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    The importance of estate planning

    Posted by Northadvisory on April 20, 2022

    Senior couple planning their investments with financial advisor in living roomNobody likes to think about the inevitable. Talking to family and friends about your own death is not high on your conversation list.

    Like everyone, your day-to-day life is filled with busy activities and it’s not unusual for the task of getting your affairs in order to sit at the very bottom of your to-do list.

    But estate planning is important. Taking the time to make clear arrangements and to keep them updated will provide both you and your loved ones valuable peace of mind.

    There is a lot more to estate planning than just writing your will and putting it in your files for someone to find in years to come. It is a complete strategy that outlines how your assets will be distributed to your beneficiaries after you die.

    This isn’t an easy task and is best done with the support and guidance of a professional accountant or financial advisor. They can help you determine exactly what you want and advise on the best way to achieve your wishes.

    Charming little girl and her beautiful young parents are talking and smiling while sitting on sofa at homeStart now

    While you might think that estate planning is something to do when you are nearing retirement, you should actually start thinking about it now.

    Your estate is made up of all your assets, and you begin accumulating wealth as soon as you start earning an income… so even if you are only in your 20s, it’s worthwhile considering how you want your assets distributed.

    If you are a newly employed young person, the first stage of estate planning may be writing a simple will and making sure your superannuation beneficiaries are set up correctly. Then as your circumstances change and your wealth grows, you can speak with an expert about complex estate planning processes and modify your plans accordingly.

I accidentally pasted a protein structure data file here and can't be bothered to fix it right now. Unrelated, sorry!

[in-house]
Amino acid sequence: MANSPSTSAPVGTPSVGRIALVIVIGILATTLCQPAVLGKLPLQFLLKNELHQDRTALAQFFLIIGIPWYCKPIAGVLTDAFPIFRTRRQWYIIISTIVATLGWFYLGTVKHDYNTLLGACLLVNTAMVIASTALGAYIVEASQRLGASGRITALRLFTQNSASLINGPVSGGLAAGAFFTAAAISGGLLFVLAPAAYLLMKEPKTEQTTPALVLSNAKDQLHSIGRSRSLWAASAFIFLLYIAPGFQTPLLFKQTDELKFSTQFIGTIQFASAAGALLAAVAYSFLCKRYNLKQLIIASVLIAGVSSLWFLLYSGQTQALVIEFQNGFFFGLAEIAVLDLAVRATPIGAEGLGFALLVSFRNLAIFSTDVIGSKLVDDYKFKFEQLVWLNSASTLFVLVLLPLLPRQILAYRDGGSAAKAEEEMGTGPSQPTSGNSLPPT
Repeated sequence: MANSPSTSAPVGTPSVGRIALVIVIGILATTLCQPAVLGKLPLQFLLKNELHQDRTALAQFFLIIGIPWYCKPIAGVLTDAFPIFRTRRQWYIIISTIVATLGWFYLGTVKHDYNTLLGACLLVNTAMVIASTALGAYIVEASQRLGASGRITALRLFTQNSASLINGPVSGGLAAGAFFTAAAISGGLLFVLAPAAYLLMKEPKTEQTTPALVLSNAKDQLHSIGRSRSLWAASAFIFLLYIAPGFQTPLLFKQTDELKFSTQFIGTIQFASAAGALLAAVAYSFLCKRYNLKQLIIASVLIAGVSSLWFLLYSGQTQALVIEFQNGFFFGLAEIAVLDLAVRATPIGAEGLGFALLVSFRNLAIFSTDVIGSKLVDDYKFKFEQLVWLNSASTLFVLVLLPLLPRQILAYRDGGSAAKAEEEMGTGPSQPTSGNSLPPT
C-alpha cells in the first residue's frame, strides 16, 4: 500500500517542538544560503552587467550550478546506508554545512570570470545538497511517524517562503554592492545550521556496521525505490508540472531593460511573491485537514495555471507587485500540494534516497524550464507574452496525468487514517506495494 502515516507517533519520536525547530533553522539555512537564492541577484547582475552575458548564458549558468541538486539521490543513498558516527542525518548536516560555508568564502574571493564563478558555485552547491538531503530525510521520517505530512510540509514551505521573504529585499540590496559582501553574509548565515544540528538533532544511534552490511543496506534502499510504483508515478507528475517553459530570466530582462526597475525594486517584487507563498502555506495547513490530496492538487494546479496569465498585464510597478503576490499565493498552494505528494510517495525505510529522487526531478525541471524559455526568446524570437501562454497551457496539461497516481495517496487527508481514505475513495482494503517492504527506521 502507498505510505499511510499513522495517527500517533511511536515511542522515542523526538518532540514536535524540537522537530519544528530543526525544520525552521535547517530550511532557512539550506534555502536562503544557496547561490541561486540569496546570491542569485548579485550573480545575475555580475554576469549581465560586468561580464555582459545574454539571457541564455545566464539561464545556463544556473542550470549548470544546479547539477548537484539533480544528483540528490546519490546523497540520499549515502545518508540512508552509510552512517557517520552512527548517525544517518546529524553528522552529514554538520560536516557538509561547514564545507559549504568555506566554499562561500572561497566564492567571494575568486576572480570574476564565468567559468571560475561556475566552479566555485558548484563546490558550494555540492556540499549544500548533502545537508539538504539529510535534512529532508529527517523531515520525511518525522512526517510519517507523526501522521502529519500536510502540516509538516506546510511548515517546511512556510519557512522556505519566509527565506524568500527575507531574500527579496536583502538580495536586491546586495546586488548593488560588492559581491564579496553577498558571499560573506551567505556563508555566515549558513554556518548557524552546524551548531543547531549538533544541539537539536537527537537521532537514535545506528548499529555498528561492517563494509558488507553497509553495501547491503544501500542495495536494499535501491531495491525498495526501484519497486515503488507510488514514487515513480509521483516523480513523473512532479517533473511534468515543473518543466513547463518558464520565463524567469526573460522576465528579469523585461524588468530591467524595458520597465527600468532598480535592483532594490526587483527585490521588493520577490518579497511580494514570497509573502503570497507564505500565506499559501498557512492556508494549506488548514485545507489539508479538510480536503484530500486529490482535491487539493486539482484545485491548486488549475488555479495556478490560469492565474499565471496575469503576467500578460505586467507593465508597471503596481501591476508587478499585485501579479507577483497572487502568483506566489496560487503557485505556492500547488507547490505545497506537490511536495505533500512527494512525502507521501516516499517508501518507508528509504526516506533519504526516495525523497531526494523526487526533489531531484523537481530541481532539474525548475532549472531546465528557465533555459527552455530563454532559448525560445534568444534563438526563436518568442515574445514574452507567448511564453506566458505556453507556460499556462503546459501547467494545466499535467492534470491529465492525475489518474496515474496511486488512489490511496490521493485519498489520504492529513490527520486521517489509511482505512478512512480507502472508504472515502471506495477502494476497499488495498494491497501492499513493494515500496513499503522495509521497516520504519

It’s vital that you understand your legal rights and responsibilities, so we recommend seeking professional advice. An advisor can also give you guidance on the most tax effective strategies when it comes to the transfer of your assets.

    Male hand signing business document, senior man putting signature on legal paperReview your will

    When was the last time that you checked your will? Making sure that you have a current, valid will is fundamental to your estate plan.

    It is a legally binding document that not only describes how you want your assets distributed, but it also helps to minimise the potential for disputes once you are gone.

    Your will also saves your family and other loved ones from the stress and worry that can accompany complex legal matters.

    Here in Australia, if someone dies without a will in place, their assets are distributed according to the inheritance laws of the state they live in. If this happens, it could have a significant tax implication for your beneficiaries.

    The last thing you want is someone you love being burdened with an additional tax bill while they are grieving your loss.

    Think about tax

    Estate planning does have complex tax considerations that you need to think about. Your individual circumstances will dictate the complexity of your strategy, which is another reason why you should seek professional guidance.

    You want to make sure that you set up an effective transfer of assets. For example, a testamentary trust is a simple, tax effective way to make sure your assets reach their intended beneficiaries. They tend to provide protection from legal action and attract better marginal tax rates when trust income is distributed to children or minors.

    Child and parent hands holding money jarSuperannuation

    It’s important to note that your superannuation is not included in your estate. It is distributed as a superannuation death benefit, not as part of your will. Your binding death nomination determines who will receive the distributed funds, so you want to make sure you have that information up to date at all times.

    Under super law, how the benefit is paid – either as a lump sum or an income – and who it is paid to depends on who you nominate as your beneficiary.

    You can only nominate the executor of your estate if they are classified as a dependant.

    These super regulations are difficult to navigate, and we recommend having an advisor review your nominations to make sure they are valid.

    Accountant showing paper with points of project to colleagueSeek professional advice

    You want to make sure that when you are gone, the structures you have in place will work effectively for your beneficiaries.

    This is especially important if you own a business, have been married more than once or have a blended family. These situations can demand a more complex estate plan to ensure your assets are properly distributed.

    We understand that estate planning can be challenging, so here at North Advisory our aim is to make those conversations as easy as possible. If you’d like to find out more about how we can help you, please contact us today.

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